Keeping it simple, a Flic button can be set to initiate one or more Actions. One Flic can run three up to different Actions; on click, double click or click’n’hold. An Action might be “Play Spotify” or “Take a picture”. You can also chain the Actions, so “Play Spotify” can be followed by “Set volume to 11”.

 

There’s a huge range of actions – at time of writing there were over a 100 gathered in seven categories; Phone Control, Lifestyle, Communication, Music, Home Automation, Fun and Tools. Some of the actions will require configuration before they can be used, e.g. connecting to Philips Hue, and many of the actions offer options, for example, is the front or rear camera to be used?

 

Tasks are a bundles of Actions which allow you to test the Actions without actually having to assign it to a button. It’s handy because otherwise you’d need a button for testing, and if you’ve stuck the only button you have to a surface, it could be inconvenient…think of Tasks being a virtual button.

As a practical example of Flic use, I used the Flic button to manage my smartphone while driving and it works really well. Here’s how…in the car I use my phone for two things; podcasts and navigation. I setup the Flic button so that a single Flic press launched Pocket Casts, set the volume and pressed play, and that a double press started Google Maps. The Flic is stuck on the dashboard close to hand and now I can switch between the two apps without even touching the phone. Handy.

Returning to the hardware, there are two kinds of Flic button, Flic and Flic Single. The standard Flic button works with all aspects of the complemantary app but Flic Single works with only one area such as music or lighting. The name of each Flic Single gives a clue to its area of expertise, with Flic Lights, Flic Music, Flic Selfie, Flic Find and Flic Location, and there’s a stylised logo illustrating use. The Single buttons are a good bit cheaper at US$19.99 / GB£19.99 but are only available in white.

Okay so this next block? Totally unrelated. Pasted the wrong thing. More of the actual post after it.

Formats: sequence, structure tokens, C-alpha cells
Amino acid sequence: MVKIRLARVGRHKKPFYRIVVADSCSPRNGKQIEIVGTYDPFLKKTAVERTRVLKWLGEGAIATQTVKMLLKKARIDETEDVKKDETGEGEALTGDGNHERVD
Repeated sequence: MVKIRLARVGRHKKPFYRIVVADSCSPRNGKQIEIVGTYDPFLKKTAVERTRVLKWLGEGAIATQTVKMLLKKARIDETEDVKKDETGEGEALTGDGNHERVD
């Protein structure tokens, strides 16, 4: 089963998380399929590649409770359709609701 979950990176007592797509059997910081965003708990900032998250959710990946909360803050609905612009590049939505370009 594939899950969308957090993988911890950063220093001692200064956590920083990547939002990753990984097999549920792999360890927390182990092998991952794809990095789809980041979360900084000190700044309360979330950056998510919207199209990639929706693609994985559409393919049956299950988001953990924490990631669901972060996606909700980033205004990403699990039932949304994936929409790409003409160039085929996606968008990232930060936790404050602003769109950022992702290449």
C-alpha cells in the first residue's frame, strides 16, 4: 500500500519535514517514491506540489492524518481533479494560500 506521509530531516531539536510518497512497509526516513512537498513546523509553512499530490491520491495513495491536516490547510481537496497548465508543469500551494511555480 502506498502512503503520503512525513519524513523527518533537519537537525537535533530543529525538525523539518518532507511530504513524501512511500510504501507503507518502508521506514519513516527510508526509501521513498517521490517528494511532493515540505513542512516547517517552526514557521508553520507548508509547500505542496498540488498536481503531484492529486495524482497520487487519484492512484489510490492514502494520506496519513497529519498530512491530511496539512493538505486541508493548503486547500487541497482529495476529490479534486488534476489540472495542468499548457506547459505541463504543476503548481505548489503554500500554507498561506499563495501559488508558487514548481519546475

Having played with the Flic button for a couple of weeks, I’ve had a few a few thoughts….

First, these need to cost less. At $35 / £30, they’re pricey enough for rubber blobs, especially if you are buying one or two at a time. Flics are competing with other controllers – compare them with the Philips Hue Dimmer switch at $25. Yes, it only works with Philips Hue, but it’s much more stylish.

Next, there needs to be a Bluetooth-enabled smartphone or tablet nearby for the Flic to work. It’s really the mobile device that’s doing the hard work, so a button on its own is useless. Let’s say I have Flics at home to turn on some lights. If I go out and take my smartphone with me, the Flics don’t do anything until I get back.

Now Flic spotted this too, and they ran an Indiegogo campaign over the summer for a Bluetooth hub that takes the place of the mobile device. A Flic hub certainly goes a long way to addressing the issue and as a bonus, it can handle way more buttons than the phone can.

Overall, there’s no doubt that Flic buttons and the Flic app have a multitude of uses and it’s very much a case of figuring out where to best use it. For me, the best uses I found were around personal configuration. The Flic in the car, the Flic on my desk. Places that were only about me and I’d have my phone with me.

Thanks to Shortcut Labs for providing the Flic for review.


The Smart nCube Home



The smart home marketplace is growing rapidly at the moment with new entrants on an almost daily basis. The original “one-trick ponies” like Hue, Nest, Hive and Ring are expanding their single USP feature into a portfolio of smart devices, and well-known electronics companies like Belkin and Panasonic are setting up shop too. Most of these big names sell their own branded accessories creating a small ecosystem and a straightforward user experience. Once familiar with the smart home space, it’s easy to spot that the branded accessories are often rebadged OEM items from specialists.

Underneath the big names, there is a veritable housing development of home automation hubs, including Fibaro, Cozify and nCube, each with their own speciality. Finnish Cozify has more radios than most and works with devices using 433 MHz, whereas Polish outfit Fibaro excel at the user interface with dedicated touchpads and visual controls.